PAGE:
Everyone’s a winner, I’m sure you’ll agree. At the time of writing (late 2012), support for the SEAL program has melted like snow, but like zombie facts, that refuse to die no matter how discredited, zombie attitudes persist. The language, the vocabulary of emotional intelligence lingers on in much school discourse; it only takes a brief search of the internet to find scores of thousands of mentions of it in relation to schools. A cursory search of school websites and prospectuses will find EI trumpeted as a major part of the school ethos or vision. Ofsted reports are still heavy with the language of EI. This perhaps indicates that once adopted systematically as part of a new dogma, even the removal of formal recognition fails to remove all traces of the roots, once they have taken hold.
Emotional intelligence, appropriately enough, isn’t rational. It’s the well-meant invention of people who believe that all difficulties of the human condition can be solved directly, by formal instruction. I don;t believe they can. In fact, in some ways, the pain is part of who we are.
|‘I can hear you chewing gum in there!’|
There was outrage last night as Chief Judges in the Hall of Learning approved a harsh new system of formal assessment for rookie teachers. Dubbed ‘Block War’, prospective teachers will be paired with a more experienced mentor and assigned to a day in one of Mega-City’s toughest schools, with the simple message- last a day.
Judge Dredd, one of the most prominent advocates of this form of in-at-the-deep-end training, only had this to say yesterday: ‘It’s all the deep end,’ before arresting the reporter for obstructing a GTP program.
The program, one of many new reforms brought in under the coalition of chief Judges Cameron, Klegg and Fergee, has prompted angry reactions from many teachers, who have accused the Chiefs of letting the profession down.
‘This system is completely without justification,’ said one blogger from Stephen Twigg block, who didn’t want to be named for fear he would be transported to the prison planet of Titan and transformed into a cyborg drone.
|‘Yes, bike cannons WERE necessary.’|
‘It’s simply a pass or fail; not even a chance to endlessly resit, like with the aptitude tests. We need something more fluid, more nuanced, that nurtures teachers into the world’s greatest profession. Training Judges in ridiculous, outdated 21st century skills like unarmed combat, using the Lawgiver pistol, and field medicine, has no place in today’s 22nd century civilian war zones. Instead, we believe Judges will be best off learning how to develop perps’ emotional intelligence, possibly using their Thinking Helmets to work out a cooperative, collaborative solution that catalyses independent citizenry.’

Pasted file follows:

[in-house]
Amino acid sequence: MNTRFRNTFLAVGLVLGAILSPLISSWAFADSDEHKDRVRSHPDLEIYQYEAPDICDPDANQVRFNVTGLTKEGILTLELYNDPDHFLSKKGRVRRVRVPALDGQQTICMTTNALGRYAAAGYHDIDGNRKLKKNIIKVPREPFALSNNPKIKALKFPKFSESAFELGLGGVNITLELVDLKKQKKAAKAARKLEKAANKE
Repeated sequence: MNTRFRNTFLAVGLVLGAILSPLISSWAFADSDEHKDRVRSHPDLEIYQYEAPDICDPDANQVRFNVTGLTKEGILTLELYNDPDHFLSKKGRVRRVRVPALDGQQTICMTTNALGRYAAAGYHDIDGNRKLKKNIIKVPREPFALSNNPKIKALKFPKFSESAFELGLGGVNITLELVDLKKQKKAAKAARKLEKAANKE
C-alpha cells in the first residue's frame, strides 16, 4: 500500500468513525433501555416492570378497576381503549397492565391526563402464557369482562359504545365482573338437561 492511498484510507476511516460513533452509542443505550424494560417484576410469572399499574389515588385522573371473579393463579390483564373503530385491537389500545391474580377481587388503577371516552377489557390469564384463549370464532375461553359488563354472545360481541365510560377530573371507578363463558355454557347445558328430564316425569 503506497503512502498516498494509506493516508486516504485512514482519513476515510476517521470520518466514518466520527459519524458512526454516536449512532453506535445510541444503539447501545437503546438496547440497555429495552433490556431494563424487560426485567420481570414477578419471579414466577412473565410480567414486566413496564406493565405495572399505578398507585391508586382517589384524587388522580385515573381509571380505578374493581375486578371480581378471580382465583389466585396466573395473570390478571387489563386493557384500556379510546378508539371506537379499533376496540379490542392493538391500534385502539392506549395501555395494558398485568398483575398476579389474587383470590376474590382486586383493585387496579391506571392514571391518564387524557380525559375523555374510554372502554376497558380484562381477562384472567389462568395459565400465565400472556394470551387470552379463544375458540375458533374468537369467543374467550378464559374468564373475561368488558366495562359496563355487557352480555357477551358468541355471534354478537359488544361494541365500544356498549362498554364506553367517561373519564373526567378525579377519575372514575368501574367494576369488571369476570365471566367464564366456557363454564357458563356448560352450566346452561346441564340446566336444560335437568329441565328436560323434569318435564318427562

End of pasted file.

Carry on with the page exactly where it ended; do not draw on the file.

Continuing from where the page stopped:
When asked what evidence or experience he possessed that such teaching techniques actually prevented Judges from being kidnapped and brutalised, or assisted the prevention of the 17 serious crimes reported to the Hall of Justice every second, the anonymous blogger was less candid.
‘I think I know what I’m talking about; I’ve seen a documentary about these blocks. The people there just need to be allowed the freedom to blossom into beautiful butterflies.’
Judge Gove is doing ten in the cubes.
|Sir Michael Wilshaw (artist’s impression)|
Did you read the latest? The Head of OfSTED claimed that teachers were lazy, bolted on the bell like Usain Bolt on poppers, and wants teachers to earn salary hikes by working their fingers into a jammy paste, like white mice barelling round an exercise wheel. What a bastard.
Except he didn’t. If you read how his interview was reported, you’d be forgiven for thinking that he had, though. There is an uncomfortable spectacle in debate, and one that I see regularly in my sixth formers: polarisation, then calcification, as what could be an exploration of the truth devolves into the more comfortable territory of binary brawling. Wishaw has become a victim of this, and some now can’t listen to the man without hearing the words ‘I hate teachers and all they stand for’ buzzing in their ears like reverse subliminal messages from Old Nick on a Judas Priest album.